Meaning of JIZAH, AL- in English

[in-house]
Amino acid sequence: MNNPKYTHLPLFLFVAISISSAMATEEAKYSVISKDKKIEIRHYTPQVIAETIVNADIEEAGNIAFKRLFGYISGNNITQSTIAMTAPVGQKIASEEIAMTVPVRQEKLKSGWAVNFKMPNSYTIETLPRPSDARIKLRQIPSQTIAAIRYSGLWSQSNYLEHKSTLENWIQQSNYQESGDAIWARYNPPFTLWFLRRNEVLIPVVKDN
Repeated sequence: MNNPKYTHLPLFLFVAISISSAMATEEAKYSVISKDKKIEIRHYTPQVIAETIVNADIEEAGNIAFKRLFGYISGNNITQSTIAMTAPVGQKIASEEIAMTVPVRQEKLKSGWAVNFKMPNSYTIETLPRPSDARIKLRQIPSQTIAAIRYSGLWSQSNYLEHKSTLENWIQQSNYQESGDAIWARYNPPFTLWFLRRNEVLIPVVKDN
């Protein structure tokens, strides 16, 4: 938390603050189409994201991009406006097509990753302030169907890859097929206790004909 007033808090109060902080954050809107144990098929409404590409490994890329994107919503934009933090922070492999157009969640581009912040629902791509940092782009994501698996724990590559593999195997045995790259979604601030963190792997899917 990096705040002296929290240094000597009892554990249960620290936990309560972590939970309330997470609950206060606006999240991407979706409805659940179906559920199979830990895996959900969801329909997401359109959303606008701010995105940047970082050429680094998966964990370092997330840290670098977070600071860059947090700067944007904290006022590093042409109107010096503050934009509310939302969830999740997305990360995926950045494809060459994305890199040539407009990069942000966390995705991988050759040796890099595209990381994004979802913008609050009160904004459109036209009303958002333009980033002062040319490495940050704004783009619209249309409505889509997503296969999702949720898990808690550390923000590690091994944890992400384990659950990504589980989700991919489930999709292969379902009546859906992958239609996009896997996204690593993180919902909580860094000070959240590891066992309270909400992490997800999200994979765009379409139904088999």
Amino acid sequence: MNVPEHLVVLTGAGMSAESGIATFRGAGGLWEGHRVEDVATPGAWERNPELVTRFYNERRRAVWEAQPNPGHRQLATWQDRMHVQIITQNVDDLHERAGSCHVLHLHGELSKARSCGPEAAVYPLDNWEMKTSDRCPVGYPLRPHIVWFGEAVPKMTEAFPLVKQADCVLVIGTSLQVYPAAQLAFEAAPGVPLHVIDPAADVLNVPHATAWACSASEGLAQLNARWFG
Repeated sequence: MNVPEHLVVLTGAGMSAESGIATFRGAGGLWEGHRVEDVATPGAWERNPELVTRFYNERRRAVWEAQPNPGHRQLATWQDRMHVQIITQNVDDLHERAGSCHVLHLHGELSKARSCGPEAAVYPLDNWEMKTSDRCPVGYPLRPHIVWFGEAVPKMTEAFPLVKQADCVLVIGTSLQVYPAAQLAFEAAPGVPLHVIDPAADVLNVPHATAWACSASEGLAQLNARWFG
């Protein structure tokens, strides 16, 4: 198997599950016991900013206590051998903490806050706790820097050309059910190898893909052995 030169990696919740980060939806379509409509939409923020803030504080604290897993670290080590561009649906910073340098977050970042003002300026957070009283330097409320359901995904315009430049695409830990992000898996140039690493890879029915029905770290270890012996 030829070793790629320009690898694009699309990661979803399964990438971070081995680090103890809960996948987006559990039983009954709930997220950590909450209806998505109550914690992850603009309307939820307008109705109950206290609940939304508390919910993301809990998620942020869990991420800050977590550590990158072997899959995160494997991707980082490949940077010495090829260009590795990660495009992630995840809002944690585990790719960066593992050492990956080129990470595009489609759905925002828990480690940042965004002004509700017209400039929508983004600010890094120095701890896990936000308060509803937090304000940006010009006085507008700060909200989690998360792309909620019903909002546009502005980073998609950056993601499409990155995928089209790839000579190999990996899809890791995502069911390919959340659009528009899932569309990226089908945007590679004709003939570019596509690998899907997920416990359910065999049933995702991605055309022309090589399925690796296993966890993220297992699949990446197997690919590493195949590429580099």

muhafazah (governorate) of Upper Egypt, on the west bank of the Nile, extending toward the southwest into the Western (Libyan) Desert as far as Al-Wadi al-Jadi d governorate. It is bordered on the north by Al-Minufiyah governorate and on the south by Bani Suwayf and Al-Fayyum governorates. It includes Al-Bahriyah and part of Al-Farafirah oases and has an area of 32,878 square miles (85,153 square km). The settled portion of the governorate in the Nile valley is about 409 square miles (1,059 square km). Aside from the capital, Al-Jizah, most of this portion is agricultural. Crops include corn (maize), cotton, wheat, millet, berseem (clover), and market vegetables grown for use in Cairo. The area produces dates, and there is a date-packing factory at Al-Badrashayn, near the west bank of the Nile. Al-Jizah is the largest industrial centre. Mineral resources include iron ore and coal found at Al-Bahriyah oasis. A railway transports the ore to the steel plant at Hulwan, in Cairo governorate. Historical sites in the governorate include the Giza (Al-Jizah) pyramids and Sphinx of the 4th dynasty (c. 26132494 BC) and the ruins of Memphis, the ancient capital of Egypt, and its cemetery, Saqqarah, just to the west. The governorate has an airport at Imbabah, north of Al-Jizah, near Cairo. It is served by the Cairo-Aswan railway, which has a station in Al-Jizah, and also by highway. The population includes a small number of oasis and desert dwellers. Pop. (1986 prelim.) 3,700,054. also spelled Giza, Gizah, or El-giza, city, capital of al-Jizah muhafazah (governorate) of Upper Egypt, located on the west bank of the Nile just south-southwest of Cairo. It is a suburb of the national capital, with a distinctive character enriched by several archaeological and cultural sites. The district was settled in prehistoric times; Neolithic objects have been found there. Southwest of the city are the three great pyramids of the pharaohs: Khufu (Cheops), Khafre (Chephren), and Menkaure (Mykerinos), all 4th dynasty (c. 2613c. 2494 BC). Because of their tremendous size and precise construction, they have been visited by travelers for millennia (see Giza, Pyramids of). Other monuments include the Sphinx, smaller pyramids, tombs, and temples. In earliest Muslim times Al-Jizah formed a defense line with the island of Roda (Ar-Rawdah) and, later, Cairo, against incursions up the river from the sea. In AD 643 its defenses were completed by 'Amr ibn-al-'As, general of the caliph 'Umar ibn al-Khattab; they were restorations of earlier Byzantine fortifications. In the time of Caliph al-Ma'mun (reigned 813833), Al-Jizah was linked to Cairo by a bridge of boats and then by successive permanent bridges. Later, a chief mosque was added (961) and Al-Jizah became the chief town of a kurah (district) and later of its province. The six present bridges link both banks with Ar-Rawdah and Az-Zamalik islands. The city has modern housing, government offices, embassies, research institutes, hotels, parks, a zoo, and a well-known entertainment district. The University of Cairo, founded in 1908, was reestablished in Al-Jizah in 1924. The city also has an ophthalmic research institute, the Academy of the Arabic Language, the Higher School of Applied Arts, and offices of the Ministry of Agriculture. Most of Egypt's motion-picture industry is also concentrated there. Other industries produce cement, iron products, wood products, automobile parts, cotton and polyester textiles, footwear, and beer. The Cairo-Aswan railway has a station in the city. Pop. (1986 prelim.) 1,870,508.

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